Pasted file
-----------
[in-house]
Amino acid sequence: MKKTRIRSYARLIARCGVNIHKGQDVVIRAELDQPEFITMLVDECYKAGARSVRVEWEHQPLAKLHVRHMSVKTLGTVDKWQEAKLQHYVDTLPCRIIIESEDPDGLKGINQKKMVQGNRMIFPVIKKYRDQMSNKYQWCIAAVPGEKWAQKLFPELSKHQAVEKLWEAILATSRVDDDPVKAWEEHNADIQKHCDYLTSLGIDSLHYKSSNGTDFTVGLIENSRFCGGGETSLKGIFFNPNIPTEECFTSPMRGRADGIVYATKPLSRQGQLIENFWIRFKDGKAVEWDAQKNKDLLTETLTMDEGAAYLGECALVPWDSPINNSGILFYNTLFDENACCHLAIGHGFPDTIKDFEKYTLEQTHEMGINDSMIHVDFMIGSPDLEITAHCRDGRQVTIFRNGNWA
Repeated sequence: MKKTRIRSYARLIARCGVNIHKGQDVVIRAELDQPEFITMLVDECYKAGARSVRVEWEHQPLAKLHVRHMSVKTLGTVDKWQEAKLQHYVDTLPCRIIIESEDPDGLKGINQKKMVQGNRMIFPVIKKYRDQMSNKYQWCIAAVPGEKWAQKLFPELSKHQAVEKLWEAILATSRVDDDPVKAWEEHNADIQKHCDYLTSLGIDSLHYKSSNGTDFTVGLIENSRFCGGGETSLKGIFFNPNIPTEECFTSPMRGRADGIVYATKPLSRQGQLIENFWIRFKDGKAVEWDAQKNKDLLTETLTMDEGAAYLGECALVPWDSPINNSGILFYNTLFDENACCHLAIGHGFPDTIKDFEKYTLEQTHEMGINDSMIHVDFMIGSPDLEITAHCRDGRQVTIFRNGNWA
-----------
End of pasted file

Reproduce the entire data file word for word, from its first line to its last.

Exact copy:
[in-house]
Amino acid sequence: MKKTRIRSYARLIARCGVNIHKGQDVVIRAELDQPEFITMLVDECYKAGARSVRVEWEHQPLAKLHVRHMSVKTLGTVDKWQEAKLQHYVDTLPCRIIIESEDPDGLKGINQKKMVQGNRMIFPVIKKYRDQMSNKYQWCIAAVPGEKWAQKLFPELSKHQAVEKLWEAILATSRVDDDPVKAWEEHNADIQKHCDYLTSLGIDSLHYKSSNGTDFTVGLIENSRFCGGGETSLKGIFFNPNIPTEECFTSPMRGRADGIVYATKPLSRQGQLIENFWIRFKDGKAVEWDAQKNKDLLTETLTMDEGAAYLGECALVPWDSPINNSGILFYNTLFDENACCHLAIGHGFPDTIKDFEKYTLEQTHEMGINDSMIHVDFMIGSPDLEITAHCRDGRQVTIFRNGNWA
Repeated sequence: MKKTRIRSYARLIARCGVNIHKGQDVVIRAELDQPEFITMLVDECYKAGARSVRVEWEHQPLAKLHVRHMSVKTLGTVDKWQEAKLQHYVDTLPCRIIIESEDPDGLKGINQKKMVQGNRMIFPVIKKYRDQMSNKYQWCIAAVPGEKWAQKLFPELSKHQAVEKLWEAILATSRVDDDPVKAWEEHNADIQKHCDYLTSLGIDSLHYKSSNGTDFTVGLIENSRFCGGGETSLKGIFFNPNIPTEECFTSPMRGRADGIVYATKPLSRQGQLIENFWIRFKDGKAVEWDAQKNKDLLTETLTMDEGAAYLGECALVPWDSPINNSGILFYNTLFDENACCHLAIGHGFPDTIKDFEKYTLEQTHEMGINDSMIHVDFMIGSPDLEITAHCRDGRQVTIFRNGNWA